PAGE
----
Based on the concept of transformative listening by García (2017) that views listening as a form of decolonial work that must take place in writing centers, the article examines colonial thinking and contingency as toxic preexisting conditions of writing center ecology that hinder our ability to listen to marginalized multilingual voices. Recognizing the commonality between multilingualism and contingency, both as ignored marginalized intersecting identities in the hierarchy of the racialized and corporatized university system, the article describes the complexity of engaging contingent workers in decolonial work and listening. Further, it argues that contingency creates significant barriers to the type of antiracist and decolonial work that García calls for that cultivates transformative listening. The article proposes specific types of collaborative training and partnerships that writing centers should invest in to foster decolonial listening and work while addressing the material constraints faced by contingent faculty and staff.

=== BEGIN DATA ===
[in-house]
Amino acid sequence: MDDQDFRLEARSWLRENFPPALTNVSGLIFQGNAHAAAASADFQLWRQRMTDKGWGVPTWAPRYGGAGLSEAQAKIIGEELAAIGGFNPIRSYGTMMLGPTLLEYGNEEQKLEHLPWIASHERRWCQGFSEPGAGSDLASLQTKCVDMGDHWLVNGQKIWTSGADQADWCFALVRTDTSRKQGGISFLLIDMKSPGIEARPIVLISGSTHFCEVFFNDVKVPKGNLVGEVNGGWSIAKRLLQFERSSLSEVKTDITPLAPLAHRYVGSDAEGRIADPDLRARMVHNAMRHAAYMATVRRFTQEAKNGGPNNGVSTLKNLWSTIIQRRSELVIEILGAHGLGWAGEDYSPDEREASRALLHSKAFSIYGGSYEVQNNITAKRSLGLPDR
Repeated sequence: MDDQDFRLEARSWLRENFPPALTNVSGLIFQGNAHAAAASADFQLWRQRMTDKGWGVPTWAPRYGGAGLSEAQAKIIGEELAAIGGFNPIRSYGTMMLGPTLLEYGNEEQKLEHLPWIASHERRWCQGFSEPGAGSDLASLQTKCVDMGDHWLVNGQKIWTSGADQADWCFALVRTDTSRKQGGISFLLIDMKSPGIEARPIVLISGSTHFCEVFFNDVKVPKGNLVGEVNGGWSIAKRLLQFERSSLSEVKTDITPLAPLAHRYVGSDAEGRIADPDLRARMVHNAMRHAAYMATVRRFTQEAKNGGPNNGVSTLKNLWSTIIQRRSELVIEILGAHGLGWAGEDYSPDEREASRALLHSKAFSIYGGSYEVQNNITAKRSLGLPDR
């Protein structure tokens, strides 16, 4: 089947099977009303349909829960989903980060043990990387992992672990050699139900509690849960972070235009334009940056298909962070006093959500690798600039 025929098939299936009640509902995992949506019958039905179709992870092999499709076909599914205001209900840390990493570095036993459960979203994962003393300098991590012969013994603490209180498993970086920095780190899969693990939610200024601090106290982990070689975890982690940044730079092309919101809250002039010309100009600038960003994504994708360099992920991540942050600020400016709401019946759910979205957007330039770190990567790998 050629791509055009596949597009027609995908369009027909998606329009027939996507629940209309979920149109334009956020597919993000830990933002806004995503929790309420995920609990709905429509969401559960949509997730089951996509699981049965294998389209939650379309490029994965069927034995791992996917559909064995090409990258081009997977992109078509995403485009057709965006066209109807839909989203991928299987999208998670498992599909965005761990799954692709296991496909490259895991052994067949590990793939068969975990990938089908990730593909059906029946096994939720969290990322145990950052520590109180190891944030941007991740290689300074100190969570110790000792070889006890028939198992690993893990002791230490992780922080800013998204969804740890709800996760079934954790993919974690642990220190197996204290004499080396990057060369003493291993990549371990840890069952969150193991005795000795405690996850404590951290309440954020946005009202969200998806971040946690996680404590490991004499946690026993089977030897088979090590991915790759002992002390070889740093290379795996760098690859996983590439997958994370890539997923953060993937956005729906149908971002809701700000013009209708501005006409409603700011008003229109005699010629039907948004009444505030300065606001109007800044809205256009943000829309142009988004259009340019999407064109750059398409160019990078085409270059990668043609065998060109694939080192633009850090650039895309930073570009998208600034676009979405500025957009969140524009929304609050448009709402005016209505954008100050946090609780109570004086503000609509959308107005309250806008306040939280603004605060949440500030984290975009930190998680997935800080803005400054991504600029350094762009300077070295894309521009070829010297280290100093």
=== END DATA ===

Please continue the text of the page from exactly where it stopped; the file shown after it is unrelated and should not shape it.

"Contingency as a Barrier to Decolonial Engagement: Listening to Multilingual Writers,"
Writing Center Journal: Vol. 41